Ted Howard contributed this essay to Investing in What Works for America’s Communities, a book published by the Federal Reserve Bank of San Francisco and the Low Income Investment Fund that calls on leaders from the public, private, and nonprofit sectors to build on what we know is working to move the needle on poverty.
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THE Barclays interest-rate scandal, HSBC’s openness to money laundering by Mexican drug traffickers, the epic blunders at JPMorgan Chase — at this point, four years after Wall Street wrecked the global economy, does anyone really believe we can regulate the big banks? And if we broke them up, would they really stay broken up?
Most liberals in Washington — President Obama included — keep hoping the banks can be more tightly controlled but otherwise left as is. That’s the theory behind the two-year-old Dodd-Frank law, which Republicans and Wall Street are still working to eviscerate.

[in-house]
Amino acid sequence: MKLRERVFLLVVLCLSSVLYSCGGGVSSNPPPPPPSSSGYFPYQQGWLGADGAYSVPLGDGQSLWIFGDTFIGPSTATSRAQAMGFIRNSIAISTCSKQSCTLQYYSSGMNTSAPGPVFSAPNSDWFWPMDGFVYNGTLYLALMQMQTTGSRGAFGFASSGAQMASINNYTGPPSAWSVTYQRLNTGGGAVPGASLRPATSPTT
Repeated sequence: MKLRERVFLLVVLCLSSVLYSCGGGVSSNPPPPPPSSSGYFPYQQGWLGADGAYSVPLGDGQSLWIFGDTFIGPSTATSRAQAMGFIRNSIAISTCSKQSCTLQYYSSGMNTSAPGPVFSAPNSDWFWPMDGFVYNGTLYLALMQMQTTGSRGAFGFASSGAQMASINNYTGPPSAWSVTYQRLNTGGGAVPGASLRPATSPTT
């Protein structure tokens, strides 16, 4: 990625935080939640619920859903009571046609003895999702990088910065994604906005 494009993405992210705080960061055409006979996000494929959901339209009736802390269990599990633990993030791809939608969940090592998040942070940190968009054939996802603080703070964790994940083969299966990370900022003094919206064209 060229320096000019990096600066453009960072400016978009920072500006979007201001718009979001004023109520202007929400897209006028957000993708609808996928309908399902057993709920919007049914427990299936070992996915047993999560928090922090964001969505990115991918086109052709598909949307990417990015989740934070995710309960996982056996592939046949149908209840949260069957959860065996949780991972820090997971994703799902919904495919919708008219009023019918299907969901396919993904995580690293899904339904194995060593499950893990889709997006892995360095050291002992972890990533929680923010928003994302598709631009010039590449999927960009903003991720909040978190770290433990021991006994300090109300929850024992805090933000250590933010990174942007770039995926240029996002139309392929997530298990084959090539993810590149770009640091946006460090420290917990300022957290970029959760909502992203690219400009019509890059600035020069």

Worker and Social Equity in Food and Agriculture: Practices at the 100 largest and most influential U.S. companies
Hey, look it over—public ownership is the most effective way to fix America’s economy.
It’s time to put the taboo subject of public ownership back on the progressive agenda. It is the only way to solve some of the most serious problems facing the nation. We contend that it is possible not only to talk about this once forbidden subject but to begin to build a serious politics that can do what needs to be done in key sectors.